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28 Nov 2018, 06:33
1
Exercise for 28 November 2018

Note: Try to summarize the following paragraphs below individually and then try to come up with a single line summary/title for the extract. I strongly encourage you to do this exercise mentally - without writing the summaries anywhere. Once done, type your summary/title below and read the article and it's title and match the article's summary with yours. Both the summaries should be close enough. Try to time yourself - take no more than 3 minutes to complete this activity.

Sample:
OLDER people are often perceived as lonely, hopeless, and sad. Even older adults who report high levels of satisfaction frequently express beliefs that most other older people are not faring well. In the last decade, however, research has shown that such negative views are unwarranted. Although many people are, indeed, facing mounting physical ailments, psychological stress, social losses, and increased dependency at the very end of life, most older people are well adjusted emotionally for the bulk of their later years (e.g., Carstensen, Pasupathi, Mayr, & Nesselroade, 2000). Naturally, individual differences are apparent: Improvements to well-being are general trends, not guarantees. Dispositional tendencies, life events, and individuals’ management of such events can all influence whether well-being improves or deteriorates with age. Nevertheless, research suggests that reasonably high levels of affective well-being and emotional stability are the norm rather than the exception at least until after adults reach 70 or 80 years of age (e.g., Carstensen et al., 2000, 2009; Charles, Reynolds, & Gatz, 2001; Kessler & Staudinger, 2009; Kunzmann, Little, & Smith, 2000; Mroczek & Kolarz, 1998; Teachman, 2006). Only when people are essentially dying does “terminal” drop in affective well-being appear consistently and is largely independent of age.

At first sight, the trajectory of emotional aging may appear surprising. Given that older adults are confronted with bodily deterioration, increasingly frequent health problems and memory failures, and losses in mobility and in the social worlds, how do people maintain high levels of affective well-being? One possible explanation, which has recently received much attention, is an increasing motivation to regulate emotional states and increasing competence to do so (Blanchard-Fields, 2007; Carstensen, 2006). Subsequently, we review recent frontiers in the quest for understanding emotional processing and emotional regulation as determinants of positive affective change with age. We start by outlining theoretical predictions about emotional aging. We then review recent evidence on age-related differences in the processing and remembering of emotional stimuli and in emotional reactivity and regulation. We next focus on the cognitive requirements and costs of emotional regulation. Finally, we delineate fruitful new directions in research on emotional aging. Specifically, we propose more systematic efforts to link levels of emotional functioning with long-term outcomes, consideration of emotional goals, combining behavioral with neuroscience studies, and interventions to counteract the costs of an emotion–regulatory focus and improve emotional aging outcomes for those not showing positive affect trajectories.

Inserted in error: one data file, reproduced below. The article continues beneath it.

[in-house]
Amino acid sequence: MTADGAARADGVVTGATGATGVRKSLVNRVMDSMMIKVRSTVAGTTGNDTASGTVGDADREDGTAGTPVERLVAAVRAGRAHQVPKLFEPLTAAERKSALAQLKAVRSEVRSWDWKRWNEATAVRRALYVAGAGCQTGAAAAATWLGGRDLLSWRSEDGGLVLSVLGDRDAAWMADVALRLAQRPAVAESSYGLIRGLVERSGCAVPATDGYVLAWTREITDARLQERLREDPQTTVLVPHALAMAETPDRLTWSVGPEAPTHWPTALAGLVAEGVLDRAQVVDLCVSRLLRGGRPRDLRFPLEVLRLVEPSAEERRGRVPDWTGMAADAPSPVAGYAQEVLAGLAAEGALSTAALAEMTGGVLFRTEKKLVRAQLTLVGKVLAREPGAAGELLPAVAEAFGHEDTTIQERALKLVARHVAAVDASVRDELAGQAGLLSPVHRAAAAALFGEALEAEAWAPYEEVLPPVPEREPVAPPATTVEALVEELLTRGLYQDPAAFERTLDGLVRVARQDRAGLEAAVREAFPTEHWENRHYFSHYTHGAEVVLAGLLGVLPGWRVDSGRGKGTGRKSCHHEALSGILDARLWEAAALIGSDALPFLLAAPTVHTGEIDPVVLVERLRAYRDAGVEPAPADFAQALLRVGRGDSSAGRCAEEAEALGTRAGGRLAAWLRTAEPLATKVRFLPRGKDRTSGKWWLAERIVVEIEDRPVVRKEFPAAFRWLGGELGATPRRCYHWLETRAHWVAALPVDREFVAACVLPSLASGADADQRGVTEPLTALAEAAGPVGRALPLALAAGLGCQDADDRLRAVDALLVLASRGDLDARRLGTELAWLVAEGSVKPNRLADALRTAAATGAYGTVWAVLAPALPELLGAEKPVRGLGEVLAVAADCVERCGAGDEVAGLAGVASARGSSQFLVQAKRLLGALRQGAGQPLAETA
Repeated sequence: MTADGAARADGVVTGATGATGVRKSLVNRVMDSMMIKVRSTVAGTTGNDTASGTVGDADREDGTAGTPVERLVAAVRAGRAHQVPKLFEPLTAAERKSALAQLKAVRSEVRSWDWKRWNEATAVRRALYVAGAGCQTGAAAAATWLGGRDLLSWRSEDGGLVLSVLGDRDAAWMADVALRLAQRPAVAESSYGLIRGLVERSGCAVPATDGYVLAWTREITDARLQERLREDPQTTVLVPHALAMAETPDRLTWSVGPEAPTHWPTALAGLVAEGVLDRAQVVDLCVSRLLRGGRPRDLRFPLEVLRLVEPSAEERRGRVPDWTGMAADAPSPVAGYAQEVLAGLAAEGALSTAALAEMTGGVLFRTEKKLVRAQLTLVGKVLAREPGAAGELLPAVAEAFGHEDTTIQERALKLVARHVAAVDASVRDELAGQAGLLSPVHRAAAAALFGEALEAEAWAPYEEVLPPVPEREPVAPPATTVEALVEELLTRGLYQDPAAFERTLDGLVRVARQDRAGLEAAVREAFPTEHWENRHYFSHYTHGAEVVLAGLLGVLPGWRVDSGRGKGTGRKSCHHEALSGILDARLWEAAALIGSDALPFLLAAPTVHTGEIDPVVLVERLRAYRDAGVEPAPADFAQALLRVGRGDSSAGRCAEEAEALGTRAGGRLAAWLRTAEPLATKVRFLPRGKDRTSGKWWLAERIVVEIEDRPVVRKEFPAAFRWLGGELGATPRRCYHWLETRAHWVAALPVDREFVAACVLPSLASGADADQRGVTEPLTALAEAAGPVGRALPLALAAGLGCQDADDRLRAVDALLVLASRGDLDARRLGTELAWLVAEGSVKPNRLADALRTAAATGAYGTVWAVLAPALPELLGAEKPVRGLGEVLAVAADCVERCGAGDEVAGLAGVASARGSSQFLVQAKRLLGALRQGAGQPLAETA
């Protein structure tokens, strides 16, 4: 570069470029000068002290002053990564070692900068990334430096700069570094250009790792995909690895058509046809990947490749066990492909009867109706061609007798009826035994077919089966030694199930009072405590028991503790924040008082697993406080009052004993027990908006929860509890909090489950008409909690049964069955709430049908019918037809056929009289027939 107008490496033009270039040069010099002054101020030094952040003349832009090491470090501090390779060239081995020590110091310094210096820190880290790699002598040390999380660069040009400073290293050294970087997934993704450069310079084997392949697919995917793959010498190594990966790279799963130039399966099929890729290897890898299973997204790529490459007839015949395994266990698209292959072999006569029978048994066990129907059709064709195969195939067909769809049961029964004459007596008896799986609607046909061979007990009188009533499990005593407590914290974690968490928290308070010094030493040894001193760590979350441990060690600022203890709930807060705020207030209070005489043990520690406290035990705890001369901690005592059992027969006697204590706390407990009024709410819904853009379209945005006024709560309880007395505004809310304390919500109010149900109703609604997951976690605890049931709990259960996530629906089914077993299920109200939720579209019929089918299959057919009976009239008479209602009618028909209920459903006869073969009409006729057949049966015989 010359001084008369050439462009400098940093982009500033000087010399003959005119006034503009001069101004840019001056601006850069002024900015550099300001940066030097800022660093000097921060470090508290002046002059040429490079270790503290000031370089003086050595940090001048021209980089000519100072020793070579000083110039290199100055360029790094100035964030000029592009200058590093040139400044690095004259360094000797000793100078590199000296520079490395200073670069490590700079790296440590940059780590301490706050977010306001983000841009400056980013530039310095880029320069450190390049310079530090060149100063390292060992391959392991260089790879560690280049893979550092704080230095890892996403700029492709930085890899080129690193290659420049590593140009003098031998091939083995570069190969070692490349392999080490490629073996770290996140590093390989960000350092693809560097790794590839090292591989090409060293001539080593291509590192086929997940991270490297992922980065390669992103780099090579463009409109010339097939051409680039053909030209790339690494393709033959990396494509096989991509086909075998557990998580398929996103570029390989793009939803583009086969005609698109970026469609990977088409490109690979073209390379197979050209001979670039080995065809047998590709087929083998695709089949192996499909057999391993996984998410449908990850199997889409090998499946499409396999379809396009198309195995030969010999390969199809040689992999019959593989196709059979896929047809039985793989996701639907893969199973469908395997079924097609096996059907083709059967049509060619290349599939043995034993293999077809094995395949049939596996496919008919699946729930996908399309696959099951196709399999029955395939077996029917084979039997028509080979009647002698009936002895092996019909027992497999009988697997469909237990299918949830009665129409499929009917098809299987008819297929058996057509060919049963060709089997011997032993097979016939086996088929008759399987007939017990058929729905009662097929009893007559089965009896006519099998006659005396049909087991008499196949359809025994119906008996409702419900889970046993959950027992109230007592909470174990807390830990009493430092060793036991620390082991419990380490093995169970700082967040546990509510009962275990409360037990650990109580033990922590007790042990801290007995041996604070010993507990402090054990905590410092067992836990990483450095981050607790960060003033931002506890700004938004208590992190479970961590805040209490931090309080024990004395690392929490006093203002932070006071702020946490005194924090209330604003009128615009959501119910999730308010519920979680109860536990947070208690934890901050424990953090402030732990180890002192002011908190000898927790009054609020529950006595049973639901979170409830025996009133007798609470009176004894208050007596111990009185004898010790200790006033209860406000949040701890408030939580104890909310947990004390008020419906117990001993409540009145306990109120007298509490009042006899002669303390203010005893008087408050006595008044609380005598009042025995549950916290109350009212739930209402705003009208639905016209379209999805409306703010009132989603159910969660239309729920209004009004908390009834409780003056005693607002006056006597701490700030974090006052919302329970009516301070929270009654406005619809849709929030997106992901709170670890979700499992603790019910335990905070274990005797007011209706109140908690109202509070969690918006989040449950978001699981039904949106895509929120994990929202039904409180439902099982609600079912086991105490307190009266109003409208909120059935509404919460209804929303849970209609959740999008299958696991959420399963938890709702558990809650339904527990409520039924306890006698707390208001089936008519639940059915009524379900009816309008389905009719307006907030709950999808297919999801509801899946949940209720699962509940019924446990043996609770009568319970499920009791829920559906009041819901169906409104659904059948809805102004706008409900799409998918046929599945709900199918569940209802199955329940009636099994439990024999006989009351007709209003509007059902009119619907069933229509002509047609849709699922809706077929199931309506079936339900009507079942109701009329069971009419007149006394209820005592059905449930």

The extract was taken from "Emotional Aging: Recent Findings and Future Trends" sub-section from the following link: https://academic.oup.com/psychsocgeront ... 135/642926

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Most important step in RC - Practice questions Mon Wed Fri  [#permalink]

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28 Nov 2018, 22:31
gmatexam439 wrote:
Exercise for 13 November 2018

Note: Try to summarize the following paragraphs below individually and then try to come up with a single line summary/title for the extract. I strongly encourage you to do this exercise mentally - without writing the summaries anywhere. Once done, type your summary/title below and read the article and it's title and match the article's summary with yours. Both the summaries should be close enough. Try to time yourself - take no more than 3 minutes to complete this activity.

Sample: